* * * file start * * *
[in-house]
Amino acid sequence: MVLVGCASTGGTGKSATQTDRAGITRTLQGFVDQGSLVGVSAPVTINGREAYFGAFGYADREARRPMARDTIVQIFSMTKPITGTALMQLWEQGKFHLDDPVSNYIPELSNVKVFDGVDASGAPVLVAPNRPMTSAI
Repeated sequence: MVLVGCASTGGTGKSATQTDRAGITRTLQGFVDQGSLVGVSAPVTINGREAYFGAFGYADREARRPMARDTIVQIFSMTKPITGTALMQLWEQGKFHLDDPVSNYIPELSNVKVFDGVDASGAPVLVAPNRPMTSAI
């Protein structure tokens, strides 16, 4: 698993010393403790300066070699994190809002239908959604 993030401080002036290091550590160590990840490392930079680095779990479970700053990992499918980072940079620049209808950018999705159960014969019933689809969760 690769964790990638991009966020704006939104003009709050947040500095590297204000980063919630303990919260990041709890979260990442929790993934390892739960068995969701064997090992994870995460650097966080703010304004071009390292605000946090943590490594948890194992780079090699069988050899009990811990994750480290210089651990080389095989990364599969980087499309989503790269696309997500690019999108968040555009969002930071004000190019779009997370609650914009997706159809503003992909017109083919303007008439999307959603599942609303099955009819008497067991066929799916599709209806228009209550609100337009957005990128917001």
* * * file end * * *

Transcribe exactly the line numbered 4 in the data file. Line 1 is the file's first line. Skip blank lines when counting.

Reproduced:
């Protein structure tokens, strides 16, 4: 698993010393403790300066070699994190809002239908959604 993030401080002036290091550590160590990840490392930079680095779990479970700053990992499918980072940079620049209808950018999705159960014969019933689809969760 690769964790990638991009966020704006939104003009709050947040500095590297204000980063919630303990919260990041709890979260990442929790993934390892739960068995969701064997090992994870995460650097966080703010304004071009390292605000946090943590490594948890194992780079090699069988050899009990811990994750480290210089651990080389095989990364599969980087499309989503790269696309997500690019999108968040555009969002930071004000190019779009997370609650914009997706159809503003992909017109083919303007008439999307959603599942609303099955009819008497067991066929799916599709209806228009209550609100337009957005990128917001």